7 Top Tips for First-Time Business Owners

Being a first-time business owner can be exciting, scary, and rewarding all at the same time. Just because you have a unique idea, it does not mean your venture will fly. It takes more than great ideas to make businesses work. Here are a couple of tips for those who want to make their first foray into business a success. 

Putting up a business is not as simple as just selling your goods and getting a profit from it. Whether your new business is service-based or product-based, you now have financial, marketing, and legal concerns. You need to ensure customer satisfaction while at the same time take care of the bottom line. You have to promote your business, hire new staff, and As with all firsts, expect the journey to have its share of bumpy roads. But it will be a journey worth taking as you will learn a lot of things as you work on making your business a success. Here are some tips that may help you.

1. Know Your Competition

Here’s mega-entrepreneur Sir Richard Branson’s advice: “If you want to be successful in business, you need to welcome your competition with open arms—just don’t let them walk all over you. Strike the right balance between respecting your rivals and focusing on how you can beat them, and you’ll have a winning formula.” Monitor your competition. Research your competition’s products and services in the marketplace. You should always be in the know if your competition is doing things better or if their pricing can potentially affect your sales. 

2. Know Your Customer

When Magic Johnson transitioned from basketball to boardroom, one of his biggest business advice from experience was “get to know your customer.” So know how the minds of your target market work.  Are they more likely to use Instagram than Facebook? How do they like to spend their money? Understanding their needs is key to strategizing how you will make them need what your new business has to offer.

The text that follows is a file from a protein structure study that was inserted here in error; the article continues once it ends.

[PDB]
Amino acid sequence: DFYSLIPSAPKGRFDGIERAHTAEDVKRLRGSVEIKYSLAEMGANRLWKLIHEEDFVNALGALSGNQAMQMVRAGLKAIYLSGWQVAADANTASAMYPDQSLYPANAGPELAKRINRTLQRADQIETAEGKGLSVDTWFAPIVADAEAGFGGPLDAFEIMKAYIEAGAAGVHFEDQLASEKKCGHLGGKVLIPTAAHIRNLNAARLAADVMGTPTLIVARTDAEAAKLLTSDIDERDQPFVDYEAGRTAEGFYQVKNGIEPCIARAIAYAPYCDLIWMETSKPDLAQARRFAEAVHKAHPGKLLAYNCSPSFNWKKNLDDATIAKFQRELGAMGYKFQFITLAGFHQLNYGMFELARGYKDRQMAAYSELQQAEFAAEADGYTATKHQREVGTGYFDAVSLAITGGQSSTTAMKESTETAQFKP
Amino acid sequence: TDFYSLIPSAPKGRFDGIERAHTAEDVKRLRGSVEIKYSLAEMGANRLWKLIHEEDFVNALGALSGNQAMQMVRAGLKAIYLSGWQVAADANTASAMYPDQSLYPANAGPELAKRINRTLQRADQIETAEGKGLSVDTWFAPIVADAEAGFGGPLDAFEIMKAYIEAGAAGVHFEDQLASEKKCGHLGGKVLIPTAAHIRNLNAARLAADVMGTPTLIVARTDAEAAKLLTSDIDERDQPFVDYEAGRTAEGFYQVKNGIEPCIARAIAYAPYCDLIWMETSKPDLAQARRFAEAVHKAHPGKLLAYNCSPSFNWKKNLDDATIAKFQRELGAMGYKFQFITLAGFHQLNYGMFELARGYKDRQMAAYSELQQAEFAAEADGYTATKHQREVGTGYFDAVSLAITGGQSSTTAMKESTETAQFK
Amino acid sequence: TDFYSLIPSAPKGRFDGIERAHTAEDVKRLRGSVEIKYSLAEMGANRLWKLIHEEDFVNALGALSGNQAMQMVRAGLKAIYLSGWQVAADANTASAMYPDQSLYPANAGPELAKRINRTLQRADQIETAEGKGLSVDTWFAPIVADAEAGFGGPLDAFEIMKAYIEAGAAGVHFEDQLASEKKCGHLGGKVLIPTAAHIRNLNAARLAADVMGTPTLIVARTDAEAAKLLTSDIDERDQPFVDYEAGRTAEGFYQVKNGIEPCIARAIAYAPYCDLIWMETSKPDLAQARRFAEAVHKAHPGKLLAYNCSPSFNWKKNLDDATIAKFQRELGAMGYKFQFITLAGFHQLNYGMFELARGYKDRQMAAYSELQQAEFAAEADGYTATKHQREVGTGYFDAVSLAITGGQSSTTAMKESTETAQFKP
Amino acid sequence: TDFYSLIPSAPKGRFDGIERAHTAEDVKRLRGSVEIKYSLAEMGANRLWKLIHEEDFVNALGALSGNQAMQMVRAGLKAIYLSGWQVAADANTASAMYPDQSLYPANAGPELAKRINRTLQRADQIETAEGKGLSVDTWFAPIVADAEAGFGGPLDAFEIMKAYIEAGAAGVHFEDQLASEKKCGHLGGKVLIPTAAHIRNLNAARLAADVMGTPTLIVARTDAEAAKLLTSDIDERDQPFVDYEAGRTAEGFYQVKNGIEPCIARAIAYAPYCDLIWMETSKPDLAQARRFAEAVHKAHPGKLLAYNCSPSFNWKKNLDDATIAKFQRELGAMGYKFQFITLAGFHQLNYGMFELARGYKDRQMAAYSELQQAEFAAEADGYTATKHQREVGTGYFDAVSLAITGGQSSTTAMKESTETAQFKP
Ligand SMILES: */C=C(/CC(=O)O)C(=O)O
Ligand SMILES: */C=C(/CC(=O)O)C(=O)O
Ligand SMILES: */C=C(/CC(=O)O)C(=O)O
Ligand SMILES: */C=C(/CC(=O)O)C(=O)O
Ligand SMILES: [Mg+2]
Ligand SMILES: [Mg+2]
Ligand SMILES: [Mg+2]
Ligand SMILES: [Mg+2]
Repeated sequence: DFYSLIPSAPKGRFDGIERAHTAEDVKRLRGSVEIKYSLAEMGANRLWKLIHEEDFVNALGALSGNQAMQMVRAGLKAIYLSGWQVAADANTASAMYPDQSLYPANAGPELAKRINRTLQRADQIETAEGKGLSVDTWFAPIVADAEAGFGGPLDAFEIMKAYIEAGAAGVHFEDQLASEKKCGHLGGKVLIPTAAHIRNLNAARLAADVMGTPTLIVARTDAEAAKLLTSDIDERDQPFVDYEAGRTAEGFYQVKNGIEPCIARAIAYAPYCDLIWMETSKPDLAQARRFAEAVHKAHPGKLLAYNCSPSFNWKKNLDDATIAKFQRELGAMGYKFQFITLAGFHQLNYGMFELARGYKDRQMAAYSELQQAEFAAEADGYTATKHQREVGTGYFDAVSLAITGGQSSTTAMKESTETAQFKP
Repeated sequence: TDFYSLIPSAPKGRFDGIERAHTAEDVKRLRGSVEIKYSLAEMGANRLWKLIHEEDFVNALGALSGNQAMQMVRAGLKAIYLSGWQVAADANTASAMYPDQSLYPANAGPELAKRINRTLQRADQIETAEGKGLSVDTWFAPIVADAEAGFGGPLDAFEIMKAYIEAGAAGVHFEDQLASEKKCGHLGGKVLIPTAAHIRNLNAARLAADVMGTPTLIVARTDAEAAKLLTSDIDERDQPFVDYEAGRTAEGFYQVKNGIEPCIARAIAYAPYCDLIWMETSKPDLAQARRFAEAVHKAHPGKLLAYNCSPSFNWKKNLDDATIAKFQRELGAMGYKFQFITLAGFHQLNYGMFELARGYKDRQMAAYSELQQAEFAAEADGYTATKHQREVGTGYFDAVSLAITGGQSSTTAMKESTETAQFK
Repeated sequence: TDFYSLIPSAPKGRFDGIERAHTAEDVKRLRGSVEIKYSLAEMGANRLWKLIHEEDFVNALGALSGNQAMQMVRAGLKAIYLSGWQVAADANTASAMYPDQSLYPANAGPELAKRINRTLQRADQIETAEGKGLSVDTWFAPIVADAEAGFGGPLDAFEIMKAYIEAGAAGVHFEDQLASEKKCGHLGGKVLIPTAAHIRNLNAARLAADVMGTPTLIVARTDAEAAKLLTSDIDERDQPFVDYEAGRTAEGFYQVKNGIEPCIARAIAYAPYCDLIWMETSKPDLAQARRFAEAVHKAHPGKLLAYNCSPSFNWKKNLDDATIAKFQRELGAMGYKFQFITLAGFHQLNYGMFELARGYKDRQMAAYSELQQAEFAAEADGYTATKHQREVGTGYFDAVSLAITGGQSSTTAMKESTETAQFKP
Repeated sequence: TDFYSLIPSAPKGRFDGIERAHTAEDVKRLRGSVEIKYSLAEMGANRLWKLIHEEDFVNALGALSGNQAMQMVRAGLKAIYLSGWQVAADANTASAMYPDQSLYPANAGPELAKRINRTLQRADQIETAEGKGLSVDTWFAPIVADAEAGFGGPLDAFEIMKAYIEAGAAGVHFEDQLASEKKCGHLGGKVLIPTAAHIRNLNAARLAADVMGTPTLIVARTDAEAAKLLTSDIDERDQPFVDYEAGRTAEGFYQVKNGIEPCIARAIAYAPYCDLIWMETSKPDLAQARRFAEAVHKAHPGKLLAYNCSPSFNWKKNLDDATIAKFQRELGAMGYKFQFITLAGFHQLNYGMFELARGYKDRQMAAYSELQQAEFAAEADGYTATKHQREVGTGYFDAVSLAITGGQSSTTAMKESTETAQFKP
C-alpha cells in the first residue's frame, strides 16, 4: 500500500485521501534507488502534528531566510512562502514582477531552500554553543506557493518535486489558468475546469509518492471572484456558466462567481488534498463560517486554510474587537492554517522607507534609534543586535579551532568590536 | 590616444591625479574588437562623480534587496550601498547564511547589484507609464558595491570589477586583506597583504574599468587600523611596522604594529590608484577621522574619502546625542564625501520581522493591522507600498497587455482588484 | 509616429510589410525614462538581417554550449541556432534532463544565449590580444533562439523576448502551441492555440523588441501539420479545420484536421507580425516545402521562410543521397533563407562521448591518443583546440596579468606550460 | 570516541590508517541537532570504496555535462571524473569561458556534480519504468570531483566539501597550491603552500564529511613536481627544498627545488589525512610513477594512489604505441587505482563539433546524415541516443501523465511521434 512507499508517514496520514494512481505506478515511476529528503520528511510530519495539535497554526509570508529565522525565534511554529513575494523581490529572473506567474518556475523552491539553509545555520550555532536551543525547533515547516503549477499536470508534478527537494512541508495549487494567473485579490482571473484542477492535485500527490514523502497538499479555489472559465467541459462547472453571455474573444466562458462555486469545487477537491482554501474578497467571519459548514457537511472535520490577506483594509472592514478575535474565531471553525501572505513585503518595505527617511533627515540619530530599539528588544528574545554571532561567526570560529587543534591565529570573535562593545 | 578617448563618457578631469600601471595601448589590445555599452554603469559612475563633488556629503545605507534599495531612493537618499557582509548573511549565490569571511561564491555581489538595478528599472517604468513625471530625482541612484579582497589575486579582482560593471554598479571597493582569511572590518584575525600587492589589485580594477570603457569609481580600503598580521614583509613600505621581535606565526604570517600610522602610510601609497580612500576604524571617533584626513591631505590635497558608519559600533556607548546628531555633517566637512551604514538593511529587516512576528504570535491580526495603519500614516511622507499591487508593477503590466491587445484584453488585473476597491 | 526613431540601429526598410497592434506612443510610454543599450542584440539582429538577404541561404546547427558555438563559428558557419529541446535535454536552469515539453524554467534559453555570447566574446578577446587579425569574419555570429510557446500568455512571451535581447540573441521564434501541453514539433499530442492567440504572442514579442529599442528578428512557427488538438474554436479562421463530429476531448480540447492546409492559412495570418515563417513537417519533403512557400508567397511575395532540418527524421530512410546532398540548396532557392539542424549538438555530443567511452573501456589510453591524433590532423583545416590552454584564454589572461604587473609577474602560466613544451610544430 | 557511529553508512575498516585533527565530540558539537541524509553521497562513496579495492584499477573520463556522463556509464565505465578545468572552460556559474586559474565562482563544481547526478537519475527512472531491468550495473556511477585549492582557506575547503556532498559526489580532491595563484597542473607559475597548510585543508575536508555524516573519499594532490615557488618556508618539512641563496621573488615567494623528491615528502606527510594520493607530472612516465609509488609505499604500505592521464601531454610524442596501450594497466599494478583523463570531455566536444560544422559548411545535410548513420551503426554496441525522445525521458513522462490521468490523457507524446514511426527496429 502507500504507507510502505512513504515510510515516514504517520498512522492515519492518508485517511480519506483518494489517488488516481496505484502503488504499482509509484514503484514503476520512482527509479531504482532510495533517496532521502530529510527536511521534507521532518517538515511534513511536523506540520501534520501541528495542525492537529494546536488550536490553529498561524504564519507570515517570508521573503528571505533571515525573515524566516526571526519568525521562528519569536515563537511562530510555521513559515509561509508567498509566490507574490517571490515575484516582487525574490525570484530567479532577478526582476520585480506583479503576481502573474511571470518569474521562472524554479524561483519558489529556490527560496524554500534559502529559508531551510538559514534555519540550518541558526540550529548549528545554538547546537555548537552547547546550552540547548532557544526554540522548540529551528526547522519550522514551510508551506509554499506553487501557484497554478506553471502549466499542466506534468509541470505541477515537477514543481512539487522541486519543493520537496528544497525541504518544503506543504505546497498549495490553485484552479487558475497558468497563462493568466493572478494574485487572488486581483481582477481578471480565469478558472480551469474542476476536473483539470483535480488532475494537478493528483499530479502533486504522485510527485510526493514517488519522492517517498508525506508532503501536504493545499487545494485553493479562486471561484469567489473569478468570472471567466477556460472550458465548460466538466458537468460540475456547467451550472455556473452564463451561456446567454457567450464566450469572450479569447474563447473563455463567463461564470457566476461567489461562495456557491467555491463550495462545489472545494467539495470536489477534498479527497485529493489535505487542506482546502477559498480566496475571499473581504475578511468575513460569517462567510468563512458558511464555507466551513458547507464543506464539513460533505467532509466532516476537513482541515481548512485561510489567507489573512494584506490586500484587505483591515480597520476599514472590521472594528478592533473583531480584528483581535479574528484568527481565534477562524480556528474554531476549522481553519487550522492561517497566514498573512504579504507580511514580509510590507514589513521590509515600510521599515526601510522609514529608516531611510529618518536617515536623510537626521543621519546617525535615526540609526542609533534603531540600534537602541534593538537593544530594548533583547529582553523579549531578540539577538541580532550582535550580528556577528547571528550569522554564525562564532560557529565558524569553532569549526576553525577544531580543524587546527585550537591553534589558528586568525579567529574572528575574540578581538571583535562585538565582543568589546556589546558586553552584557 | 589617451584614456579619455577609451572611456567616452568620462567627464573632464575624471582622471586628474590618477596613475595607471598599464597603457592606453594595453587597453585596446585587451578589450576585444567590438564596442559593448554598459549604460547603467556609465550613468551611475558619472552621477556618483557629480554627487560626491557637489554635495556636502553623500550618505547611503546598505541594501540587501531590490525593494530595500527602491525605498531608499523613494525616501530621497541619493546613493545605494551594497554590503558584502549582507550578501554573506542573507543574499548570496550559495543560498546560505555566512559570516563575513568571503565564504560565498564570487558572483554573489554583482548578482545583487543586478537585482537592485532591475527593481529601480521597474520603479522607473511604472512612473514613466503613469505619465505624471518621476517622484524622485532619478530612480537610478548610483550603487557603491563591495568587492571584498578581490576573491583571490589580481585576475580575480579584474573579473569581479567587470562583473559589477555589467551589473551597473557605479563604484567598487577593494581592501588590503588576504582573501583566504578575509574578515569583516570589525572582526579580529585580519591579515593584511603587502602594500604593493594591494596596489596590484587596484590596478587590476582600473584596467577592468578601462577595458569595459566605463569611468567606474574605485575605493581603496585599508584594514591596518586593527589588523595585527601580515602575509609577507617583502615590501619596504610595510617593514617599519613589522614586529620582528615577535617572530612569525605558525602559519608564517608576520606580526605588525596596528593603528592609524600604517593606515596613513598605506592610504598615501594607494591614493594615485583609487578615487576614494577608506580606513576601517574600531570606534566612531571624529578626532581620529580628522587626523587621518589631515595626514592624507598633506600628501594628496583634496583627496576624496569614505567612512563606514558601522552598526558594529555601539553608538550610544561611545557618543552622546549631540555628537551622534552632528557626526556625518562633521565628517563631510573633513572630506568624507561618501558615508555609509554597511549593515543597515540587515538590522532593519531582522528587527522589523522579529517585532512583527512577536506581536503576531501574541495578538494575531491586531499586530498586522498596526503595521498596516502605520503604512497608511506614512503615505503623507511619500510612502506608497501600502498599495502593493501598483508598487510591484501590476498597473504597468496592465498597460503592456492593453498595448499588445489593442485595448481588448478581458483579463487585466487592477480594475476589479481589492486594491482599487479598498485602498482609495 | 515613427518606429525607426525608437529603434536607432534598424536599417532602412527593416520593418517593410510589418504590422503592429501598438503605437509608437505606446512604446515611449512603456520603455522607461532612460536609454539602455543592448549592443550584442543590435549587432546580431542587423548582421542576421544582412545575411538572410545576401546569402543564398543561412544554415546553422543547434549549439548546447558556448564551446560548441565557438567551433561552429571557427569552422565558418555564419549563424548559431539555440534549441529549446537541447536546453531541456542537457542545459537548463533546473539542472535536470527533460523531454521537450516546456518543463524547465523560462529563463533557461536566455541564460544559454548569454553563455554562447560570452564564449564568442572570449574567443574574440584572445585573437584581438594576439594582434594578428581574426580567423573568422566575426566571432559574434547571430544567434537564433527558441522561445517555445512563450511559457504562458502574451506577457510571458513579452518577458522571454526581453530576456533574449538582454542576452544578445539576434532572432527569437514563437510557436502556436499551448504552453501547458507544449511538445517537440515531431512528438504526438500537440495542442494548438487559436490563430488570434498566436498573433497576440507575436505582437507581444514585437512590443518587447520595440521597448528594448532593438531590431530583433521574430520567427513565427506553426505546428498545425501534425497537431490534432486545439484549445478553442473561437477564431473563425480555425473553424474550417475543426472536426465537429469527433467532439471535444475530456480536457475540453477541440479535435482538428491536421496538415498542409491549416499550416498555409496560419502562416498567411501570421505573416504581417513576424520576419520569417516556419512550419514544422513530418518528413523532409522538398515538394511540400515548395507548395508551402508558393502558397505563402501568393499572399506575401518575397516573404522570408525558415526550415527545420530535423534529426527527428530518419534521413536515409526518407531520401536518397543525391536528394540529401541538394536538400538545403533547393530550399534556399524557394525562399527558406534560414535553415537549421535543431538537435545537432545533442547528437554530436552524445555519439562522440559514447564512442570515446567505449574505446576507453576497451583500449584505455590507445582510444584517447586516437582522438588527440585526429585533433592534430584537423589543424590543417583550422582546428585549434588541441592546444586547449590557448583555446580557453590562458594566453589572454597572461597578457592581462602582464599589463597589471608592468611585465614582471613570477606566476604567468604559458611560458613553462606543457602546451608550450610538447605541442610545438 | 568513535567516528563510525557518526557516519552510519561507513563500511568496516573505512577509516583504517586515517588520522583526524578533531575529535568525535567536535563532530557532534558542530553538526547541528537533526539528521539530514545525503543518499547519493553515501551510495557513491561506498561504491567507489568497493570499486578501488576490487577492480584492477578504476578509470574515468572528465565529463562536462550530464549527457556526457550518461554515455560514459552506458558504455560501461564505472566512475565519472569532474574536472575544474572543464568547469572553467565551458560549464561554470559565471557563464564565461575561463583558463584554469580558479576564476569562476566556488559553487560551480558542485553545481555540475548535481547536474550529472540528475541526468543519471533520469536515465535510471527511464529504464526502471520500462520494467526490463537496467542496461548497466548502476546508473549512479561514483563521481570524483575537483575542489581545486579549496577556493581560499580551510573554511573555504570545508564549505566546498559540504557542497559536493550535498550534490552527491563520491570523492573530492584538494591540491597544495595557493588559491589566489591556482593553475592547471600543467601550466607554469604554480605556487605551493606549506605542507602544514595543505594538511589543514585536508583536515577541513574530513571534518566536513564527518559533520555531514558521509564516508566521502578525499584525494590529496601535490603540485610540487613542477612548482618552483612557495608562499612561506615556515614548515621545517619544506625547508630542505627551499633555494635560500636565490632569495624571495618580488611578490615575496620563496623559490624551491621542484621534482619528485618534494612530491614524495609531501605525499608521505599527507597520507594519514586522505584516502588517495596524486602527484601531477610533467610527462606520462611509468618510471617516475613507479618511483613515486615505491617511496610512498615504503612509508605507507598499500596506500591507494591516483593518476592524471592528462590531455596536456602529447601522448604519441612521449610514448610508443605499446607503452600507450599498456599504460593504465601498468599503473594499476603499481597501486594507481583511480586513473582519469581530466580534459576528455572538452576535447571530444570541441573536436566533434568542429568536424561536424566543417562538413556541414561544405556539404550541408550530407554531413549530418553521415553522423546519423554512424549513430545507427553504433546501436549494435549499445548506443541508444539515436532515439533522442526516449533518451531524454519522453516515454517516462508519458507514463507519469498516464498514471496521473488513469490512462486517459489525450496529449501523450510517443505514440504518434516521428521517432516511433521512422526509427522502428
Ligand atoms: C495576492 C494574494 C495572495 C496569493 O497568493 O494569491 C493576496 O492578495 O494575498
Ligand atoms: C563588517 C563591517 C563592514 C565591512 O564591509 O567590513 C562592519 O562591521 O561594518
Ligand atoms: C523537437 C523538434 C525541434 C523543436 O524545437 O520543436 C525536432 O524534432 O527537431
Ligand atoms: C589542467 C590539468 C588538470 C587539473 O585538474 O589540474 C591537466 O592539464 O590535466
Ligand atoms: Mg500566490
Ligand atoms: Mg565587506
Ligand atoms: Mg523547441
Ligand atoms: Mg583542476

3.  Social Media Is Your Ally

Start a Facebook page about your business and promote it for less the cost. Everyone is on social media, from your friends to your mom’s friends, so it’s a great way to get you and your new business venture out there. Jimmy Fallon of The Tonight Show is often used as an example of how businesses can learn from celebrities who use social media. Fallon incites mass fan involvement with his #latenighthashtags. So remember to use hashtags to engage and grow your online presence.

4.  Master Your Elevator Pitch

Michelle Van Slyke is SVP of Marketing and Sales for The UPS Store, Inc. which provides small business solutions to entrepreneurs and small business owners across the United States. She says an elevator pitch is a powerful tool that allows you to quickly spark interest in your business. So learn to pitch your business in 30 seconds. You never know when you could run into a potential investor or an interested customer. Be ready to clearly state your mission, goals, and what makes your product or service compelling and unique.

5.  Do What You Know, Love What You Do

Pick a business that you are passionate about and one where you are extremely knowledgeable.  Scott Gerber, American serial entrepreneur, author of Never Get A “Real” Job, and founder of the Young Entrepreneur Council, says a business built around your strengths and talents will have a greater chance of success.

6.  Start With the End in Mind.

John Bly, managing partner at LBA Haynes Strand, one of the fastest growing accounting firms in North Carolina, says that you need to be crystal clear about what you want to get out of your business. Is it about making enough money to afford retirement at 40? Or just extra income on the side? Keep your goal in mind so you make the right business decisions.

7.  Get Your Accounting Properly Organized

Kirk Simpson is co-founder and CEO of Wave Accounting, his third start-up. He says, “accounting is one of those back-office tasks that never cross your mind when you decide to run your own business, and yet it sucks up your day and makes running a successful business that much harder. But there's hope, and it starts with getting organized.” Proper accounting is critical. Be on top of all your expenses, income, and balance sheet. Keep good records of your financials on a daily, weekly and monthly basis.